Camp New Hope Celebrates 25 Years

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It was an emotional and uplifting week at the 25th annual Camp New Hope which took place this year at Delaware Hospice in Milford, DE as part of the organization’s New Hope community support group. The weeklong summer camp brings together children and teenagers, aged 6-17, that are coping with the death of a close family member. It provides them with a sense of healing through the process of sharing their grief with peers in a supportive environment. The camp is part of Delaware Hospice’s year-round, nationally-recognized New Hope program to help children deal with loss.

Camp New Hope provides children an opportunity to connect with peers who have had similar experiences in an attempt to help them share and understand their grief. The Children learn to cope with what they are going through by means of discussion, various projects and interaction with counselors. They develop appropriate coping skills and learn to grieve in a positive way by funneling negative feelings into positive action.

Since 1993, the Meade family of Milford has volunteered for a total of 54 years. In 1992, Amanda Meade attended Camp New Hope, a program of Delaware Hospice when her grandmother passed. Amanda and the Meade family were truly grateful for the work and care that was provided through Camp New Hope. The following year, Amanda’s mother Kay volunteered at Camp while Amanda and her brother, Andrew, attended Camp New Hope when their great-grandmother suddenly passed. Having two children attend Camp within two years and seeing first-hand the impact the program had on her children, Kay had to volunteer. One summer as a volunteer turned into a hird summer, then 15 summers as a volunteer. This summer marked Kay’s 22nd year as a camp volunteer. The same happened with Amanda and Andrew who have volunteered at Camp for 17 and 15 years, respectively.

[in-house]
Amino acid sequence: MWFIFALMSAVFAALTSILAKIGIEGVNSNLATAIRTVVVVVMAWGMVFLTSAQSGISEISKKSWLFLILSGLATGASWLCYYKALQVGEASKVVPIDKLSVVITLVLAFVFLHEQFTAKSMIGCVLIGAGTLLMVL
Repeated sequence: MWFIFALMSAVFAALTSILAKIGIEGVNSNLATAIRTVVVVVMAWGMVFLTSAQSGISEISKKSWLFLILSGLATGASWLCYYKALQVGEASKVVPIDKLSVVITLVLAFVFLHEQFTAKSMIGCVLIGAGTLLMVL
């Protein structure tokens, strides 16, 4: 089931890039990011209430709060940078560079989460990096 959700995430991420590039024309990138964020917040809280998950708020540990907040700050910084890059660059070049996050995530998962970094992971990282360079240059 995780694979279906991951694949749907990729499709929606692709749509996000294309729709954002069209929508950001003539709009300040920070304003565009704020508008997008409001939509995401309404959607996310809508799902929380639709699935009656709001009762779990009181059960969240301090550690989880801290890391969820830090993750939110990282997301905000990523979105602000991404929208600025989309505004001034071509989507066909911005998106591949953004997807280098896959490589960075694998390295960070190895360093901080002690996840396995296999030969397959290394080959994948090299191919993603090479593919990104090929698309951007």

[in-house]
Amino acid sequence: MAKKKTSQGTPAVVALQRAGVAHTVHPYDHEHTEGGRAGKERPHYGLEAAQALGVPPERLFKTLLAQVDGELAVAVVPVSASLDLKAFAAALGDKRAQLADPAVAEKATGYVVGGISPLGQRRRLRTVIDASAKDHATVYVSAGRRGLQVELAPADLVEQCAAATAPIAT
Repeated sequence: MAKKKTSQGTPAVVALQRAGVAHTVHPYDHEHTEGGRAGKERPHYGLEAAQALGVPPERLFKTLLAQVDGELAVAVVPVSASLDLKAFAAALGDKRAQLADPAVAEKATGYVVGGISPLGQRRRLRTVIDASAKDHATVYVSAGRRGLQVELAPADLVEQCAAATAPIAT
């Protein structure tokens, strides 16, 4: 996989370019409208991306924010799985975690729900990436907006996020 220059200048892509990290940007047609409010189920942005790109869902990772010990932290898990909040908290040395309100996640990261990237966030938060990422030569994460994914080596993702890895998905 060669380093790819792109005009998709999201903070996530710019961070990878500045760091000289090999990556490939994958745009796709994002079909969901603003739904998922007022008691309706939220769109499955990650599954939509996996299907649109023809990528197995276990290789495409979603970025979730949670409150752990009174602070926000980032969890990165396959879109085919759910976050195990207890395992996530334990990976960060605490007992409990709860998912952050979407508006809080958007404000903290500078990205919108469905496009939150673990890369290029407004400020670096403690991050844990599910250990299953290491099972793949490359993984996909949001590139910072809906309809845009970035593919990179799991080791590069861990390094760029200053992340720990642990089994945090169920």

“I return each summer to volunteer because I want to help kick death in the butt for these children,” commented Kay. “I have seen first- hand the impact that Camp and the New Hope program has had on children and I wanted to be a part of that. The kids trust [the volunteers] and by the end of the week, you can see a significant weight has been lifted off of their shoulders. They know that there will be tough situations ahead but the kids are now equipped with the tools and knowledge that they are not alone. And that is the most important aspect of Camp.”

 

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During the first day of camp, children are divided into groups based on their age, which encourages bonding and sharing with each other. Trained volunteers and counselors lead the children through activities, games and sports. Campers enjoy activities such as memorial art projects which include memory boxes, bracelets, tree ornaments and paintings. These activities help the kids reach out to the counselors and their peers for guidance and understanding. The progression and understanding of their grief moves at an astonishing pace as the campers become comfortable.

The Camp New Hope Memorial Service was held on the final day of camp. During this service, each camper has the opportunity to make special presentations to honor their loved ones in front of family members and their newly-made friends. From the camp, children took away the skills to construct a strong foundation upon which they can build as they go through their life experiences. They will be better equipped to cope with other loses throughout their life. The success of Camp New Hope is largely due to the volunteer efforts of many individuals in the community and donations made to Delaware Hospice.

Camp New Hope has impacted thousands of individual’s lives. Not only do the campers experience the benefits of Camp, but also the hundreds of volunteers, staff members, and guest presenters who have served at Camp over these past 25 years have been privileged to witness the transformation of the children and teens. Numerous volunteers return each summer, forgoing their vacation time to attend Camp. Many of the volunteers are even past campers who have returned and share their firsthand experiences.

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